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My husband inadvertently ruined his job interview that way. Group interview with four people and this was the first question they asked him [what do you know about the company]. He had done his research and started running down the work history of the CEO, patents they obtained, patents they had applied for and even talked about how impressed he was with their one system. Turned out 3 of the interviewers were from HR and one was from marketing or some other completely different department. This was for an engineering job. They abruptly ended the interview. It was quite clear they were not happy he knew more about the company than they did.

Drachenfuer Report

Ty Stratton-Quirk
Community Member
2 years ago Created by potrace 1.15, written by Peter Selinger 2001-2017

"I'm sorry, but you know too much about our company, so we don't think that you would be a good choice for this position. Thank you for your time, and have a nice day."

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Had an interview at a retail store: "I'm really good at zoning out and doing repetitive boring work". Still got the job, don't know how.

Lykola Report

Community Member
2 years ago Created by potrace 1.15, written by Peter Selinger 2001-2017

That's an honest answer, but I would have worded it differently, something like, "I'm really good at focusing for long periods of time in order to complete a task." Just don't say you're focusing on something else!

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I was interviewing for a customer service position at a company I'd never heard of but thought "hey, maybe it's a start-up". I got up and excused myself when the interviewer mentioned door to door sales for commission. I told her "I'm sorry, the online posting said customer service. Not sales. I don't appreciate having my time wasted, and I'm sure you don't either. Next time be honest In what you're looking for."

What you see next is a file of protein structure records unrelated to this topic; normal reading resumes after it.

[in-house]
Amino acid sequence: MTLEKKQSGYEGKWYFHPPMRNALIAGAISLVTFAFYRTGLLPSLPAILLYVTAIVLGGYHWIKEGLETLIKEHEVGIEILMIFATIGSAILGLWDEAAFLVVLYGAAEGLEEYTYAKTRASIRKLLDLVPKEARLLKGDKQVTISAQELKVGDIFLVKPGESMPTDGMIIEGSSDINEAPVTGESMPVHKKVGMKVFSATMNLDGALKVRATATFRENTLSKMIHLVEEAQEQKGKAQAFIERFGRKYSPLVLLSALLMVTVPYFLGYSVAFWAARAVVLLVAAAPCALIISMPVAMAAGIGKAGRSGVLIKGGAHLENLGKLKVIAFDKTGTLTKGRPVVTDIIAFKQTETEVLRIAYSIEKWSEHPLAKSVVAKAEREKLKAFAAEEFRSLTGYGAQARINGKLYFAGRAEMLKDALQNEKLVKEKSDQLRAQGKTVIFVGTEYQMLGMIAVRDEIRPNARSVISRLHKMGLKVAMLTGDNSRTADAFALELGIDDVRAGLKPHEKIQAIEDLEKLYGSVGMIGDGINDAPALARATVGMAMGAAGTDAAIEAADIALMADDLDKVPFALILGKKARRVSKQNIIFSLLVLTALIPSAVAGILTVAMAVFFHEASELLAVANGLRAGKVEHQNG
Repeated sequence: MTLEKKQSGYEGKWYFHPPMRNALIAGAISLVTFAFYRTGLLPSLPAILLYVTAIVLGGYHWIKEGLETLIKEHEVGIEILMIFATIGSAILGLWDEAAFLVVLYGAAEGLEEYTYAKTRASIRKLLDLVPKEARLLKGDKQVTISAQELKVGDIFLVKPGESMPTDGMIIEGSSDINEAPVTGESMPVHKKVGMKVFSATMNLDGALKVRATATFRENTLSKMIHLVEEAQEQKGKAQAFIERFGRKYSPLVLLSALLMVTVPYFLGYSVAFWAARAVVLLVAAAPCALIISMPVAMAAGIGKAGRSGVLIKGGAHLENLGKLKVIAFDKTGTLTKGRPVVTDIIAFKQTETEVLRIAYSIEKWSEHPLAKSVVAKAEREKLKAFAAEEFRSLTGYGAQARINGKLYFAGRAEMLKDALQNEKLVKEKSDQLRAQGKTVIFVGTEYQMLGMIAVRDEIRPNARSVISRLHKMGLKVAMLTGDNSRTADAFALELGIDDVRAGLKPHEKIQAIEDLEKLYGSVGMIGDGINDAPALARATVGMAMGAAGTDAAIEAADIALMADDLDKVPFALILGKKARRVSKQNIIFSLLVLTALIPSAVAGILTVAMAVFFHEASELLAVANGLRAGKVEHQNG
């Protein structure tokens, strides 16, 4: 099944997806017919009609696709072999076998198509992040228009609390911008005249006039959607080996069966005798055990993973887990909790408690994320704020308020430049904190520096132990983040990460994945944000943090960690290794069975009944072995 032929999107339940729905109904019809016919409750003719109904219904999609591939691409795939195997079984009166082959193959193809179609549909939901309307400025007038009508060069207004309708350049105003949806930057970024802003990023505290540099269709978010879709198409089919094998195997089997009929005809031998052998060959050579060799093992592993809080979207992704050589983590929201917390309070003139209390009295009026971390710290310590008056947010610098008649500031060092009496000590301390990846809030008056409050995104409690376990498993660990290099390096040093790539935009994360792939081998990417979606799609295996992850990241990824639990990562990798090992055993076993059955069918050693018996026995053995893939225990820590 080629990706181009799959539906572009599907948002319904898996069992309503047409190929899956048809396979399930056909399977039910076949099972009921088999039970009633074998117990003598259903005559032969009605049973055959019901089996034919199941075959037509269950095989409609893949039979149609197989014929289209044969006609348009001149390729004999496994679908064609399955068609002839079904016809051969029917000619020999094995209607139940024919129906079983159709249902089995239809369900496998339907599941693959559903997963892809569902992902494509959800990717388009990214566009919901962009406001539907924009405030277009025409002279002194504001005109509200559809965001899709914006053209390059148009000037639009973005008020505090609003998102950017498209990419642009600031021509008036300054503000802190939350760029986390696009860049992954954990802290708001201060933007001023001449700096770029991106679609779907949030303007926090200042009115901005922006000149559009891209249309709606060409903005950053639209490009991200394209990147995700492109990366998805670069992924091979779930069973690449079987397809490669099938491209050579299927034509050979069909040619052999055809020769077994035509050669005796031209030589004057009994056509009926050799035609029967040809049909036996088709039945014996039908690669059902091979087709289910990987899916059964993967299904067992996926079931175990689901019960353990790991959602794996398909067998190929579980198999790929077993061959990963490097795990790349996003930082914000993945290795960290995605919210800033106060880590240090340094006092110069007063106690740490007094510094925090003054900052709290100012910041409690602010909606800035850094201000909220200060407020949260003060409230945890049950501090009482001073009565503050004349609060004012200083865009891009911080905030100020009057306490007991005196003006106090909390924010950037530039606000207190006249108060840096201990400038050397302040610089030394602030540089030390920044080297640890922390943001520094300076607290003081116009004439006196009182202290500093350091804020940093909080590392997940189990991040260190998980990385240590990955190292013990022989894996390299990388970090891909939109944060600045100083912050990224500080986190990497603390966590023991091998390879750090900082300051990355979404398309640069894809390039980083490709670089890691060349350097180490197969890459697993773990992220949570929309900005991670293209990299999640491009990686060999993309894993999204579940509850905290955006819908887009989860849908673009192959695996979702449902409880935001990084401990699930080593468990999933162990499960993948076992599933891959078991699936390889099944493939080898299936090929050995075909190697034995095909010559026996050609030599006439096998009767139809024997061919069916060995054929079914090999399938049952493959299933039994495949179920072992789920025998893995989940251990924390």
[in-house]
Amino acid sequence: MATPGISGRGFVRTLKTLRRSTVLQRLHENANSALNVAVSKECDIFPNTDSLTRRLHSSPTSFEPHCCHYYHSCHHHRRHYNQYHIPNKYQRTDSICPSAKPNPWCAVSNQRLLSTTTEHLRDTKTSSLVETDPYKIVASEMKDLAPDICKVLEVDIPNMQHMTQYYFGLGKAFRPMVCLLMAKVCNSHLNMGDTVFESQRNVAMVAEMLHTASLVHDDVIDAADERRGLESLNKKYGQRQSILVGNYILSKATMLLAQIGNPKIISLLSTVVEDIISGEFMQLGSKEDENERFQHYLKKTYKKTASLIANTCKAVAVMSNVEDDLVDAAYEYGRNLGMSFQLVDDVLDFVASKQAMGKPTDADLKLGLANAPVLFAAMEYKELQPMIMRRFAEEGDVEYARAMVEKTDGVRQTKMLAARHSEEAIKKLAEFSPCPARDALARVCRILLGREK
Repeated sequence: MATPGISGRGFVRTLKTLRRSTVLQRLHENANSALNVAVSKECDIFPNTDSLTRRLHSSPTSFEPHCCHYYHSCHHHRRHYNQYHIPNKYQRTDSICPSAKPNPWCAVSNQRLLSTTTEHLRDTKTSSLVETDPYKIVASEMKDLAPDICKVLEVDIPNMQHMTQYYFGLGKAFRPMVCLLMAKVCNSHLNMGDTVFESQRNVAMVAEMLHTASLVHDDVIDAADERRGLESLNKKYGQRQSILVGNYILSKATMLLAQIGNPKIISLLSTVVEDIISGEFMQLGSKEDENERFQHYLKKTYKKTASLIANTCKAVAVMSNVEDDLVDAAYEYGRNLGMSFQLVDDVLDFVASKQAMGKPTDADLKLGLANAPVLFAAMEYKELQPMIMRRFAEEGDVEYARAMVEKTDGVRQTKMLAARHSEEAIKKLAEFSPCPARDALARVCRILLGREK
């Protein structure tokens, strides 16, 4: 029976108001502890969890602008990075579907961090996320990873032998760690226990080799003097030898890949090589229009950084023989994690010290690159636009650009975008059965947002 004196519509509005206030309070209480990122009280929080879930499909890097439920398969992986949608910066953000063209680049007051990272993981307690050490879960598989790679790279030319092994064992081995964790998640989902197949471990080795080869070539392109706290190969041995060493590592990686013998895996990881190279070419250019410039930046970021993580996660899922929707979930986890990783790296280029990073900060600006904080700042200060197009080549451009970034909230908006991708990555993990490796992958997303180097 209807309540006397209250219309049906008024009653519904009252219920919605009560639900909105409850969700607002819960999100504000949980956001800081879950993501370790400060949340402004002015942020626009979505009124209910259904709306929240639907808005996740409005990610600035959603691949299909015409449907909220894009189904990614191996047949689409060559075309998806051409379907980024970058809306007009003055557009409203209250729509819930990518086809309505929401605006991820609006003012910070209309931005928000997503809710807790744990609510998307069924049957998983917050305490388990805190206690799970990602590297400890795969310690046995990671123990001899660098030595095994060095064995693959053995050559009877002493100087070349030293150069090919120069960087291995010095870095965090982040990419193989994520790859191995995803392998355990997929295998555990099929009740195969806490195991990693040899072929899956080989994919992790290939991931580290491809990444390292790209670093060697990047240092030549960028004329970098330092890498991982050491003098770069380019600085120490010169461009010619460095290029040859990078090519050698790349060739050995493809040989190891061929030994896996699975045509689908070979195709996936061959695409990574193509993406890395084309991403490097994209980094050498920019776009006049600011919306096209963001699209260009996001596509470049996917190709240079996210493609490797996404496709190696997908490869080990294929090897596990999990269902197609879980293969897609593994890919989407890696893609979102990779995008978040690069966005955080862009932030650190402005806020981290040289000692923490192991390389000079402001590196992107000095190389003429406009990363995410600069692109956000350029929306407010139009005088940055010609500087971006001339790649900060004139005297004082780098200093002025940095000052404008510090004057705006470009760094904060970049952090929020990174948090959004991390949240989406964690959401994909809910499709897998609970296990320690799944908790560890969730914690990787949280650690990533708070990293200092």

Midnight_Arpeggio2 Report

Phil Rubin
Community Member
2 years ago Created by potrace 1.15, written by Peter Selinger 2001-2017

I've been to interviews like that. "Up to" is a red flag. So is "team player".

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Job performance assessment for me.

Was making $21/hr as a 3rd year apprentice. I asked for a raise to $26 - after completing my third year of school (a typical 4th year wage in my area) - and he countered with $22.

I chuckled under my breath and looked down at my feet and said 'well if you don't wanna pay me, I'll leave.' The reply was 'we really need the help.'

My retort was, 'if you did, you'd pay me,'

I had a new job 4 days later with the pay I wanted.

jawnlobotomy Report


The interviewer raised her voice and became verbally abusive during the interview. I stood up, announced the meeting was over, and left.

doublestitch Report


I was interviewing someone once for a job working with children.

A lady told me, out of the blue, "Hispanic people don't know how to raise their children, the things that those kinds of children will say".

That sure took less than 15 seconds and it sure ruined the interview.

makethatnoise Report


I went for an interview at a "sales company" whatever that means. I was 17 and just wanted an easy job, thought it would be a door to door thing. When I got there I was surrounded by business men in suits, all looking really panicked. I got into the interview and the guy looked really shocked to see me, but I instantly smelled something fishy. Worked out pretty quickly it was a (very polished looking) pyramid scheme. When he started to explain the emphasis on getting results and how the pay worked I stood up, told him he clearly didn't pay attention when sorting through the CVs and that it wasn't for me. Shook his hand and walked out. On the bus home I figured out that my shirt was on inside out the whole time. Total professionalism on both sides!